State Bans Southwest Wheat Seed Action Taken To Safeguard Washington Crop From Fungus
Washington officials Wednesday closed the borders to wheat seed from the Southwest to avoid repeating an incident in which a fungus in Moses Lake threatened the state’s $500 million wheat industry.
Department of Agriculture director Jim Jesernig said the state will not allow the entrance of wheat, rye and triticale seed from Arizona, and parts of California, New Mexico and Texas. Triticale is a wheat and rye hybrid.
Federal officials quarantined these areas in March after discovering Karnal bunt, a fungus that damages crops and flour and is banned by nearly a dozen foreign buyers.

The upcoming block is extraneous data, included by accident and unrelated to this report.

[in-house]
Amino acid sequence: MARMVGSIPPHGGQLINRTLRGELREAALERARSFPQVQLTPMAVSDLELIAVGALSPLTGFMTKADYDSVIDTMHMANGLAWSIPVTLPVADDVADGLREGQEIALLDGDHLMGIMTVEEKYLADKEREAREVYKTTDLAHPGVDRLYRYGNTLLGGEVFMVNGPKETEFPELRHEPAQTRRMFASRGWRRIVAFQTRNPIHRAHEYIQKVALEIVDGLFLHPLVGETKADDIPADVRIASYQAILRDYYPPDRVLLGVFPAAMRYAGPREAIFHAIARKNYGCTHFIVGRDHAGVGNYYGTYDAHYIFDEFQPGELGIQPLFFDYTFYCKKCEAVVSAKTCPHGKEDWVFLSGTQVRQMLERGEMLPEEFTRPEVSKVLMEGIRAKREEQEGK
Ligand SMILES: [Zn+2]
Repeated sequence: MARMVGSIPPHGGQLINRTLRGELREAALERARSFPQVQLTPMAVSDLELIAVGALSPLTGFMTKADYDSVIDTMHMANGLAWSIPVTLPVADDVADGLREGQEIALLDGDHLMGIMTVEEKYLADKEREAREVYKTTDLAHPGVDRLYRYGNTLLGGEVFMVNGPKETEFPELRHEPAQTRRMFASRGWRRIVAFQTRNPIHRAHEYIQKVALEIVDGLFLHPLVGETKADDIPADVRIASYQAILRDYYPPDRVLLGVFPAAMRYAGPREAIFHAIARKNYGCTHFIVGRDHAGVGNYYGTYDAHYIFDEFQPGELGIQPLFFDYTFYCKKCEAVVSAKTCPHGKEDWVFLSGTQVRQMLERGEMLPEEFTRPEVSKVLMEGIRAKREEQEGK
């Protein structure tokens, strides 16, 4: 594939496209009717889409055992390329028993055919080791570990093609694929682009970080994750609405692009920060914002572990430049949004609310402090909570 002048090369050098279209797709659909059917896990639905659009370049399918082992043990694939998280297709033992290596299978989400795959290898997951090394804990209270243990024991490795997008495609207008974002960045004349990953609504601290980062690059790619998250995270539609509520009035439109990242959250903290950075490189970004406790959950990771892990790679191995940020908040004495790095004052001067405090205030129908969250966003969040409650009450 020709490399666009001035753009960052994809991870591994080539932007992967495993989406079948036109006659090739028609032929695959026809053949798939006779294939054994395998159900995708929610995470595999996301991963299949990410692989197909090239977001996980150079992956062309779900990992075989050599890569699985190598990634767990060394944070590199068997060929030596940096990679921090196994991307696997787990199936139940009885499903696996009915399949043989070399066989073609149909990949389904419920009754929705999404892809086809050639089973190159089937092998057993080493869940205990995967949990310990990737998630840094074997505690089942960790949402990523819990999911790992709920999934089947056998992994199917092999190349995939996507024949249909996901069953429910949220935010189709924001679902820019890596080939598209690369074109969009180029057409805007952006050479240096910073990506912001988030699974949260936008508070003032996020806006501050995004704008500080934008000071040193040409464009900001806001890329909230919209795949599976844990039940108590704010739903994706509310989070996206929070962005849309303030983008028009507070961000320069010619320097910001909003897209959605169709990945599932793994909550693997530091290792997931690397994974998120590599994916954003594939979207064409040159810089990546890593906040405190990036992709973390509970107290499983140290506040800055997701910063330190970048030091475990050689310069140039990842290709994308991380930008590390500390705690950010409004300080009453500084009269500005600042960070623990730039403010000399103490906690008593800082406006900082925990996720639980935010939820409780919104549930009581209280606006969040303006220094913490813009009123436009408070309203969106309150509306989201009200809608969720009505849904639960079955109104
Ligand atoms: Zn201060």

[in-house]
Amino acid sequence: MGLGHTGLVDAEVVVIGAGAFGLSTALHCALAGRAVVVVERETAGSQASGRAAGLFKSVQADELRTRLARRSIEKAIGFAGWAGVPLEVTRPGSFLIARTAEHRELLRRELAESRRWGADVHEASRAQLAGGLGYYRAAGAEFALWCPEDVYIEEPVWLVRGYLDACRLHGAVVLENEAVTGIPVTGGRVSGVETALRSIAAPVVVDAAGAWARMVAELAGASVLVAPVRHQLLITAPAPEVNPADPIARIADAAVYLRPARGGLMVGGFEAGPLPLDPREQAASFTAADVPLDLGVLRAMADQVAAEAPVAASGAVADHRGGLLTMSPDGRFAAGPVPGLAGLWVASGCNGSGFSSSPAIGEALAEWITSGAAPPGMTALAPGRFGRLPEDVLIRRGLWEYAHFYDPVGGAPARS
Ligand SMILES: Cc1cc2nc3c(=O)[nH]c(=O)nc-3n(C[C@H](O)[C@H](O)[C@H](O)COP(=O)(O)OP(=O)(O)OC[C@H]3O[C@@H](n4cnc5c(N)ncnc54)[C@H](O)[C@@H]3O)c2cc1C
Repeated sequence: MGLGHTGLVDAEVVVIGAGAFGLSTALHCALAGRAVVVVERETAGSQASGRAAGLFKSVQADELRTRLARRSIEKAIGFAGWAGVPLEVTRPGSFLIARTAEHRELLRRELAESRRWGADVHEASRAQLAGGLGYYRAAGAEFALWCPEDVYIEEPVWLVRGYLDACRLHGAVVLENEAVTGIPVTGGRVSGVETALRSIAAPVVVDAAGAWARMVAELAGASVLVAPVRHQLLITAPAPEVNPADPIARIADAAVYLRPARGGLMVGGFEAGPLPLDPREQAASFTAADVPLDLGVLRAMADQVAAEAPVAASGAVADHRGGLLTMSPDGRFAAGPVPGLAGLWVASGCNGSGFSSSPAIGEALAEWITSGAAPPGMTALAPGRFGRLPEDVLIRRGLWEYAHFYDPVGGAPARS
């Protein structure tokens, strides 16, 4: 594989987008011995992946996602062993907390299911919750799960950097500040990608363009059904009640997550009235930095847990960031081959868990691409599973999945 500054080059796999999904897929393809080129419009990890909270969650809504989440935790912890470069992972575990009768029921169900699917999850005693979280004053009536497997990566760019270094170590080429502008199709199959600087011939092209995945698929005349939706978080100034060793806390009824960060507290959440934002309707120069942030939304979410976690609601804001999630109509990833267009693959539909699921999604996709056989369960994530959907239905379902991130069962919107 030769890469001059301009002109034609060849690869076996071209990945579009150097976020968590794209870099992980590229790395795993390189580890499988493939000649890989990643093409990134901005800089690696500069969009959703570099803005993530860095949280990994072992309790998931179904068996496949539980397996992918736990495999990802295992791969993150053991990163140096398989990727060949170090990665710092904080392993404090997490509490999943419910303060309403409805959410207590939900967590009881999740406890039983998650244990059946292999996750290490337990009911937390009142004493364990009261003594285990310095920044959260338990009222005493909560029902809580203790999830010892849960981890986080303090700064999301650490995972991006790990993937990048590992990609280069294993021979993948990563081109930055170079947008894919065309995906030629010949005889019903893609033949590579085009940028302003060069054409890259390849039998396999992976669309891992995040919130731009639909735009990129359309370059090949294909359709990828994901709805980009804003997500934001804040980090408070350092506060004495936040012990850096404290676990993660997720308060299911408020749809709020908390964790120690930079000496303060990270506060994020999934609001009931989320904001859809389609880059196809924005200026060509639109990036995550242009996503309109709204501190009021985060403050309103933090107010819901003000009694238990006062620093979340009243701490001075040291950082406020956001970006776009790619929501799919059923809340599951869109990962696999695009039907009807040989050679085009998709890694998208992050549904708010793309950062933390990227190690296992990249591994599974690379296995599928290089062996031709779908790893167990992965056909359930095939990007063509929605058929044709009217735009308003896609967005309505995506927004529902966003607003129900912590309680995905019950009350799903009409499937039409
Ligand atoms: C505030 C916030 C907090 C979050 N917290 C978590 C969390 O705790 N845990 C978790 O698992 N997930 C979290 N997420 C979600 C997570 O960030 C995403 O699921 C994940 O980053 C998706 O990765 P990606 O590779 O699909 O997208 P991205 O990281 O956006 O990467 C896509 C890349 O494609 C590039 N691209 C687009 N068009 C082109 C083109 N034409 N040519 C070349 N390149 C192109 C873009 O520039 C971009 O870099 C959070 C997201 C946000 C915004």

Jesernig said the emergency action will ensure overseas customers that Washington wheat is not contaminated. The restrictions will last through Aug. 23.
Although Karnal bunt poses no danger to humans, it reduces crop yields, discolors flour and leaves a fishy taste. The spores can live in the soil and on equipment and may be spread by wind. The disease is named after a city in India, where the fungus was first discovered.
Seed brought into Washington in violation of the ban must be destroyed, returned or treated, Jesernig said.
A patch of contaminated wheat grown from Arizona seeds was found last month near Moses Lake. Diane Dolstad, state plant protection specialist, said the crop has been destroyed and the ground fumigated.
She said the department is testing for Karnal bunt in California seed that was shipped earlier this year to Washington and Idaho farmers.